What is FIFO?

Definition of FIFO

In accounting, FIFO is the acronym for First-In, First-Out. It is a cost flow assumption usually associated with the valuation of inventory and the cost of goods sold. Under FIFO, the oldest costs will be the first costs to be removed from the balance sheet account Inventory and will be the first costs to be included in the cost of goods sold on the income statement. Therefore, under the FIFO cost flow assumption the most recent costs will remain in Inventory to be reported on the company's balance sheet.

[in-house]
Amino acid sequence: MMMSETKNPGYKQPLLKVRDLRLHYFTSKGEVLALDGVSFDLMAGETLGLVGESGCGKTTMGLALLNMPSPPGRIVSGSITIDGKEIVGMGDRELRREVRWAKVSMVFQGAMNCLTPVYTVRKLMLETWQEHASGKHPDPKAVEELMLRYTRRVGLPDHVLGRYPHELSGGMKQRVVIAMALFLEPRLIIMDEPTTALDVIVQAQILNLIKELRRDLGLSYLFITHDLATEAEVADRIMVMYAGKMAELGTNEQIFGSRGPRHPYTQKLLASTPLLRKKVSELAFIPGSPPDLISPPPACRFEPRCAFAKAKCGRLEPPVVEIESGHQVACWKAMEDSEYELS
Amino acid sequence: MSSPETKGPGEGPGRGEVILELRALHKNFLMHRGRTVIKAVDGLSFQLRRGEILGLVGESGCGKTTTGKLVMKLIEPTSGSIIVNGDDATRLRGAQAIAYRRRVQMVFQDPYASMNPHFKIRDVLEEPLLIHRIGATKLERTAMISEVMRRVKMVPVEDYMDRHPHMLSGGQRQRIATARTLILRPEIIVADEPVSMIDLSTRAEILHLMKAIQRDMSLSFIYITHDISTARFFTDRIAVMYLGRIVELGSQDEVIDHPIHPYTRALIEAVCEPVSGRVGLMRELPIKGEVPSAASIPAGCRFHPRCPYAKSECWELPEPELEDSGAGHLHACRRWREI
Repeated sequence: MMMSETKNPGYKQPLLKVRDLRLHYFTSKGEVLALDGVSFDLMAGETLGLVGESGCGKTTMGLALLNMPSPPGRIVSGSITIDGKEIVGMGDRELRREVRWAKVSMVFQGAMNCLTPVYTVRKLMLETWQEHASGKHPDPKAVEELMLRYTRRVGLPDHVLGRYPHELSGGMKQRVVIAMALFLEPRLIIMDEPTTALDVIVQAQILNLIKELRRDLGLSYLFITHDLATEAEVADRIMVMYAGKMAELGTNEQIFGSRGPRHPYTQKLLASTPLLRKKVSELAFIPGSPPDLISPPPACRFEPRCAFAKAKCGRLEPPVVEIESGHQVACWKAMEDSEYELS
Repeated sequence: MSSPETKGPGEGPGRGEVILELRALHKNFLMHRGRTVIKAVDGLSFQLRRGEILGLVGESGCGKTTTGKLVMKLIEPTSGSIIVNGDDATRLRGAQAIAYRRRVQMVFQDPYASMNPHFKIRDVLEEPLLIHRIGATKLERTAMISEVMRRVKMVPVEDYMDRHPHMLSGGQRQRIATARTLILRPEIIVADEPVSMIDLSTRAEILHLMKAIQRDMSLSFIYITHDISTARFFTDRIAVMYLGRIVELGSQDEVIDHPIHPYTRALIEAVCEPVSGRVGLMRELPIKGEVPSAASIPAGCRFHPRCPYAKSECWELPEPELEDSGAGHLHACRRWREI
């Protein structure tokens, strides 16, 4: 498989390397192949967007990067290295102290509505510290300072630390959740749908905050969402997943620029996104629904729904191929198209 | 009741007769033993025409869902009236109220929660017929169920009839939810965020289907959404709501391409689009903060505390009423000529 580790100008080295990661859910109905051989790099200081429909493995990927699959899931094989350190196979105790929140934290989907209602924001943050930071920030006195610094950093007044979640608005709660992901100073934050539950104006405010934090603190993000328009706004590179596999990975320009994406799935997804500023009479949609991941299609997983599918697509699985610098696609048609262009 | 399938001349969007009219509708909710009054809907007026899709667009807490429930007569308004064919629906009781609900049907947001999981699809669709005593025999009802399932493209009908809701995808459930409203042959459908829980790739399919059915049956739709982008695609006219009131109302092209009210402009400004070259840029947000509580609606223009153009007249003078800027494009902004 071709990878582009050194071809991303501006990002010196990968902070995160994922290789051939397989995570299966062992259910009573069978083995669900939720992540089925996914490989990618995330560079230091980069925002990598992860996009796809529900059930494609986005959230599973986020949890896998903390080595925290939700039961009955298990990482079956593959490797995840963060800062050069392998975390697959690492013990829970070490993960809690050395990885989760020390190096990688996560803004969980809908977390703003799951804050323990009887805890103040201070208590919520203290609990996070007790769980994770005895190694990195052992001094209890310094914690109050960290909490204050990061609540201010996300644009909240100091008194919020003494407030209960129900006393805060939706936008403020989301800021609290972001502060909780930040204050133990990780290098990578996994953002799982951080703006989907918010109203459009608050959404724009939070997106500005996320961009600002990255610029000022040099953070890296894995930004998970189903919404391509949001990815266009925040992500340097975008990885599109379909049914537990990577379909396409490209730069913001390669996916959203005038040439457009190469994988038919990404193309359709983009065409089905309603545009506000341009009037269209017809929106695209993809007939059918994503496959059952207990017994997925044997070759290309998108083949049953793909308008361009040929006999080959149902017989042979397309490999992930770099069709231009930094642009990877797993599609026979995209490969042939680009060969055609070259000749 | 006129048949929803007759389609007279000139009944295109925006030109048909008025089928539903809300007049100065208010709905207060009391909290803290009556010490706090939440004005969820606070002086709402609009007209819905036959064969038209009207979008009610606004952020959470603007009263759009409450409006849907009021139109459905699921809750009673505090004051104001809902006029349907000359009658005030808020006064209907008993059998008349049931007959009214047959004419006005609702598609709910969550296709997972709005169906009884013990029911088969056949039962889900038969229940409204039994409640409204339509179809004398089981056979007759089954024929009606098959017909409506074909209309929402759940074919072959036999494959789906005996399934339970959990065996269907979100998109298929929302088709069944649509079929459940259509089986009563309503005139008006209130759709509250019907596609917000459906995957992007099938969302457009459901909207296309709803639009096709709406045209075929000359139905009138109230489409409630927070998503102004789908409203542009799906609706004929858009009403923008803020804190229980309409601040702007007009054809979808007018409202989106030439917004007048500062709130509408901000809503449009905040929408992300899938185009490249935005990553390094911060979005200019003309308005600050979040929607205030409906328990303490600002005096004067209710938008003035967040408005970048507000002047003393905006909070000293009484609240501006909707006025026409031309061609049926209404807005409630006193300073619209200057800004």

Example of FIFO

Let's assume that a company sold only one product and had 10 units on hand at the beginning of the accounting year with a cost of $19 each. During the year the company purchased an additional 145 units in this order: 40 units at $20, 50 units at $21, and 55 units at $22. Let's also assume that the company uses the periodic inventory system, the FIFO cost flow assumption and that 130 units were sold. Therefore, there will be 25 units remaining in inventory. With the FIFO cost flow assumption, the first costs to come out of inventory and become the cost of goods sold are: 10@$19 + 40@$20 + 50@$21 + 30@$22. The costs that remain in inventory will be 25@$22.